Google Maps on Android just got even hotter with Hotpot, our new local recommendation engine that helps you discover places you’ll love based on opinions from you and your friends. Here’s how to get the benefits of Hotpot on your phone:

Rate places on the go — Now you can write and publish ratings and reviews from your mobile phone. We make it quick and easy with a new rating widget designed for rating places on the go. Install it from your homescreen by going to Menu > Add > Widgets > Rate Places. You can also post ratings and reviews directly from any Place page. So, when you polish off the crispiest carnitas taco you’ve ever eaten, you can pull out your Android phone to celebrate the event and give that taqueria the public love it deserves.



Get personalized recommendations — Why rate the places you’ve been? First, your ratings will personalize your search results by customizing them according to your tastes. Even better, when you add friends to the mix using Hotpot on your computer, your ratings will point them in the direction of the best enchiladas in town the next time they crave Mexican food, wherever they happen to be.

Of course, this works the other way too — so to reap the rewards, you’ll want to add friends to get recommendations for the places they love. Notice how John Hawkins, a colleague of mine in London who knows a lot about English pubs, recommends The Grenadier below.


Get Google Maps 4.7 for Android 1.6 and above everywhere Maps is already available. Just search for Google Maps in Android Market (or tap here from your phone).

By the way, if you’re an iPhone user, good news: we’ll soon have a Places app that allows you to rate and get place recommendations as well. Alternatively, you can rate and get place recommendations from your phone browser (iPhone and Android) in the US. Just visit the Places tab at google.com as we roll out over the next day.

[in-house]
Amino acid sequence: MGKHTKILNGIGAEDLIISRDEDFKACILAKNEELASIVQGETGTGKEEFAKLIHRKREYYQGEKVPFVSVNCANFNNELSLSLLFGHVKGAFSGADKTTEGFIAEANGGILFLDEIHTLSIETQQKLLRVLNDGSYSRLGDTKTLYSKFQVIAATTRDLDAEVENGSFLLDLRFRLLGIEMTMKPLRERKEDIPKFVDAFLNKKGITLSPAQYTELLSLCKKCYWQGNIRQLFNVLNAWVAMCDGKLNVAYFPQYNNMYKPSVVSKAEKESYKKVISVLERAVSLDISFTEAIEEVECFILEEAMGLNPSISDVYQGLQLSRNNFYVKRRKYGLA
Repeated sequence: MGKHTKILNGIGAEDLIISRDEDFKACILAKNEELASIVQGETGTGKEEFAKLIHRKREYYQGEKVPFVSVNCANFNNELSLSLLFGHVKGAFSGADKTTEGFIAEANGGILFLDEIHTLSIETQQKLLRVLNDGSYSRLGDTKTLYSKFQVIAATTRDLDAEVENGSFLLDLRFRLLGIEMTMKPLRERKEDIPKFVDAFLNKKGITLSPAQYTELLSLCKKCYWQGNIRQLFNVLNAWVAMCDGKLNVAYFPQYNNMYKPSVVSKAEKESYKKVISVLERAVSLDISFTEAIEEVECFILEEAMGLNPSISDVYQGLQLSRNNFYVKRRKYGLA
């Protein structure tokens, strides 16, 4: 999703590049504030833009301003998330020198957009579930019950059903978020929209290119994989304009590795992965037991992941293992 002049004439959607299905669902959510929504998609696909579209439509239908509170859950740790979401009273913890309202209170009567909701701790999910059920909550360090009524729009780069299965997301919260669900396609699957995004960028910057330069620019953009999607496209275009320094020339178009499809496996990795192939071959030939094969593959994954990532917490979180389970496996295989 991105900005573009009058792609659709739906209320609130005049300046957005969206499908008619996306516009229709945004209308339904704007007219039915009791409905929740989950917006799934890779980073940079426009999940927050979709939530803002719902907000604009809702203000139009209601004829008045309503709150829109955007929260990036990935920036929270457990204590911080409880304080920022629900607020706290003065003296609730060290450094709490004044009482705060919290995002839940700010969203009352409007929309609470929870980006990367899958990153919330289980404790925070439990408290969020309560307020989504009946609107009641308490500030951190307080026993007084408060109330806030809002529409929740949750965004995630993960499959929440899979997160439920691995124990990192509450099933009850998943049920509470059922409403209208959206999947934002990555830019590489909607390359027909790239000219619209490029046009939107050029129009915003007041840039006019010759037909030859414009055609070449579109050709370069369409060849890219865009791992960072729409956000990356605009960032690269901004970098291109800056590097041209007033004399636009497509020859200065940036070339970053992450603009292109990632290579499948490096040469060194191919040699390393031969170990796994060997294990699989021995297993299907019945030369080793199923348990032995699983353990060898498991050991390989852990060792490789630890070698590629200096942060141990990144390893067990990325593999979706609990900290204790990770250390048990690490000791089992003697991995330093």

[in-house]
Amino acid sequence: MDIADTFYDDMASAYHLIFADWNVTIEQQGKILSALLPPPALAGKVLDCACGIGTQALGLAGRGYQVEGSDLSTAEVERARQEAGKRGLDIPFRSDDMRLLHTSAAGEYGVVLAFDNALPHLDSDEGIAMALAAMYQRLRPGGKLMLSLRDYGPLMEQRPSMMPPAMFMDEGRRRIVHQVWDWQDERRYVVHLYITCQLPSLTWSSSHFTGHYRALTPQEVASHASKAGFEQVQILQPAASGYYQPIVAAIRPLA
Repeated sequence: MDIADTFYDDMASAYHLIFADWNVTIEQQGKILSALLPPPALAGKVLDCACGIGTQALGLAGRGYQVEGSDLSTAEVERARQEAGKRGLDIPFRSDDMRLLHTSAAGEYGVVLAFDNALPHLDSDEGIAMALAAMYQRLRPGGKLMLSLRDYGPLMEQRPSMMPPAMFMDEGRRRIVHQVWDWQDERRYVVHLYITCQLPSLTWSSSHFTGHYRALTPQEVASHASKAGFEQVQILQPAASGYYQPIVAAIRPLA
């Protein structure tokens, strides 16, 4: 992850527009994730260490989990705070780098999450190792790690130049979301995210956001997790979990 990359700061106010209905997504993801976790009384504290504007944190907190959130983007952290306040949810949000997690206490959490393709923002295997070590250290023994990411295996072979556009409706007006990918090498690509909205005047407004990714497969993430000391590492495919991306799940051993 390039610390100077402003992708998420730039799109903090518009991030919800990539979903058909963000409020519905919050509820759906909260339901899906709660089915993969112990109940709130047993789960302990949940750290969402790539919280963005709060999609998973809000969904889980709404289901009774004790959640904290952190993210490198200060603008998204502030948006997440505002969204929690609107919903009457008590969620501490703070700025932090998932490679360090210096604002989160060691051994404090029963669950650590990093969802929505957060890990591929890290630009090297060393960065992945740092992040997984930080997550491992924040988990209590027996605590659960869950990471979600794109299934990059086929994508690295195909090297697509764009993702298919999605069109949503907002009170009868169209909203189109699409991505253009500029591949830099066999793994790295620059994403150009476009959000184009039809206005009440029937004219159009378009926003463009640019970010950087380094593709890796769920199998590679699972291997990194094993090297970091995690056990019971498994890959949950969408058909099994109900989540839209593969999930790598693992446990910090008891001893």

We hope you enjoy getting and giving personalized recommendations to make place finding better and more fun.

Google Shopper 1.3 adds search filters and featured lists

| 4:16 PM

When we launched Google Shopper in February, I never expected that my 20% project would quickly become one of Google’s most popular Android applications. With over 2.5 million downloads in just 9 months, many Android users are using Shopper to help them shop on the go.

Today, we’re excited to announce the next version of Shopper. In addition to existing, popular features like local availability, fast barcode scanning and voice search, version 1.3 includes new search filters like “price” and “brand” to help users refine their searches to find the perfect product.

For example, if you’re looking for a new Blu-Ray player and you want to match it to your existing Denon receiver, you can filter by price and brand:


In addition, version 1.3 includes new “featured lists” - lists of products to help you shop during the holidays. When you have a spare moment, you can browse through suggested gifts and then click through to find the best place to buy them.

To get Shopper, Android users can go to Android Market for the free download. If you’re an iPhone user, you can use Mobile Product Search (m.google.com/products from an iPhone or Android device) to get many of the same great features.



Posted by Daniel Switkin, Senior Software Engineer, Google Shopper

Voice Search in underrepresented languages

Wednesday, November 10, 2010 | 10:57 AM

Welkom*!

Today we’re introducing Voice Search support for Zulu and Afrikaans, as well as South African-accented English. The addition of Zulu in particular represents our first effort in building Voice Search for underrepresented languages. We define underrepresented languages as those which, while spoken by millions, have little presence in electronic and physical media, e.g., webpages, newspapers and magazines.

We believe that the speech research community needs to start working on many of these underrepresented languages to advance progress and build speech recognition, translation and other Natural Language Processing (NLP) technologies. The development of NLP technologies in these languages is critical for enabling information access for everybody. Indeed, these technologies have the potential to break language barriers.

Check out the Google Research Blog for more details.